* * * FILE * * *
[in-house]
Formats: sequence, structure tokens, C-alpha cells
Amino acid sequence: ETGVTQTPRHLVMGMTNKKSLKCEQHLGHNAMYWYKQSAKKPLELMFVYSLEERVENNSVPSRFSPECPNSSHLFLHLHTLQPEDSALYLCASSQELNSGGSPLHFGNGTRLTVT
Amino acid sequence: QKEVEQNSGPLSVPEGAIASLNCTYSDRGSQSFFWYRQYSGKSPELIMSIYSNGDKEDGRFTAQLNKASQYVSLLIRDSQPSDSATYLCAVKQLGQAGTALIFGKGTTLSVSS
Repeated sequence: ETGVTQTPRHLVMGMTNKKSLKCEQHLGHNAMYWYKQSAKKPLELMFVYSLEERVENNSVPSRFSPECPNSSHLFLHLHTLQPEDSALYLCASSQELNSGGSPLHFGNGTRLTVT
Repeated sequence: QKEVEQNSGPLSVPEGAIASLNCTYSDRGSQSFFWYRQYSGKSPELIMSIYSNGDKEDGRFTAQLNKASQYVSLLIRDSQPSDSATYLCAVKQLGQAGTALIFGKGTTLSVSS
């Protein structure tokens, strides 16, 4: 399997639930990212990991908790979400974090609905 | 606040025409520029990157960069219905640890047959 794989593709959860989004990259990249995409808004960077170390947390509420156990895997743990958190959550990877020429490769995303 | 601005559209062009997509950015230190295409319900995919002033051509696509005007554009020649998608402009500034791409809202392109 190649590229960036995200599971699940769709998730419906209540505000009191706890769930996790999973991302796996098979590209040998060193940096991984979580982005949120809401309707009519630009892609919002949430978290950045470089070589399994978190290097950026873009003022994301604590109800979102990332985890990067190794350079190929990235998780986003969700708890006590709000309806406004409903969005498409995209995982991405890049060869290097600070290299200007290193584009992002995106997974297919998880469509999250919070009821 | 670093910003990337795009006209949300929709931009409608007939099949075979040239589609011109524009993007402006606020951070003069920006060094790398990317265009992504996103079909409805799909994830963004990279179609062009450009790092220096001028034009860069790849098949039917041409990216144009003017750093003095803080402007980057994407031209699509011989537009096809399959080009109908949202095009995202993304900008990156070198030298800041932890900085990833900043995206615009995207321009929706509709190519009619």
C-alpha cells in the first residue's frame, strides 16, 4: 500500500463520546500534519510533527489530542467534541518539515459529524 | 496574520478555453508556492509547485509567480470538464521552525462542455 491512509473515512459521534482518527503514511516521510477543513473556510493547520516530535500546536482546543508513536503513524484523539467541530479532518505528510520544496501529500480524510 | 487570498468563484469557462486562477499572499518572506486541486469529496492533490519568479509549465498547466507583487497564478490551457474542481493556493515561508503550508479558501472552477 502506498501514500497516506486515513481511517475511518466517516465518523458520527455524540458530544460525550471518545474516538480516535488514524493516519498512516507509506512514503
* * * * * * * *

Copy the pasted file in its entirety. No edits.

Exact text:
[in-house]
Formats: sequence, structure tokens, C-alpha cells
Amino acid sequence: ETGVTQTPRHLVMGMTNKKSLKCEQHLGHNAMYWYKQSAKKPLELMFVYSLEERVENNSVPSRFSPECPNSSHLFLHLHTLQPEDSALYLCASSQELNSGGSPLHFGNGTRLTVT
Amino acid sequence: QKEVEQNSGPLSVPEGAIASLNCTYSDRGSQSFFWYRQYSGKSPELIMSIYSNGDKEDGRFTAQLNKASQYVSLLIRDSQPSDSATYLCAVKQLGQAGTALIFGKGTTLSVSS
Repeated sequence: ETGVTQTPRHLVMGMTNKKSLKCEQHLGHNAMYWYKQSAKKPLELMFVYSLEERVENNSVPSRFSPECPNSSHLFLHLHTLQPEDSALYLCASSQELNSGGSPLHFGNGTRLTVT
Repeated sequence: QKEVEQNSGPLSVPEGAIASLNCTYSDRGSQSFFWYRQYSGKSPELIMSIYSNGDKEDGRFTAQLNKASQYVSLLIRDSQPSDSATYLCAVKQLGQAGTALIFGKGTTLSVSS
């Protein structure tokens, strides 16, 4: 399997639930990212990991908790979400974090609905 | 606040025409520029990157960069219905640890047959 794989593709959860989004990259990249995409808004960077170390947390509420156990895997743990958190959550990877020429490769995303 | 601005559209062009997509950015230190295409319900995919002033051509696509005007554009020649998608402009500034791409809202392109 190649590229960036995200599971699940769709998730419906209540505000009191706890769930996790999973991302796996098979590209040998060193940096991984979580982005949120809401309707009519630009892609919002949430978290950045470089070589399994978190290097950026873009003022994301604590109800979102990332985890990067190794350079190929990235998780986003969700708890006590709000309806406004409903969005498409995209995982991405890049060869290097600070290299200007290193584009992002995106997974297919998880469509999250919070009821 | 670093910003990337795009006209949300929709931009409608007939099949075979040239589609011109524009993007402006606020951070003069920006060094790398990317265009992504996103079909409805799909994830963004990279179609062009450009790092220096001028034009860069790849098949039917041409990216144009003017750093003095803080402007980057994407031209699509011989537009096809399959080009109908949202095009995202993304900008990156070198030298800041932890900085990833900043995206615009995207321009929706509709190519009619």
C-alpha cells in the first residue's frame, strides 16, 4: 500500500463520546500534519510533527489530542467534541518539515459529524 | 496574520478555453508556492509547485509567480470538464521552525462542455 491512509473515512459521534482518527503514511516521510477543513473556510493547520516530535500546536482546543508513536503513524484523539467541530479532518505528510520544496501529500480524510 | 487570498468563484469557462486562477499572499518572506486541486469529496492533490519568479509549465498547466507583487497564478490551457474542481493556493515561508503550508479558501472552477 502506498501514500497516506486515513481511517475511518466517516465518523458520527455524540458530544460525550471518545474516538480516535488514524493516519498512516507509506512514503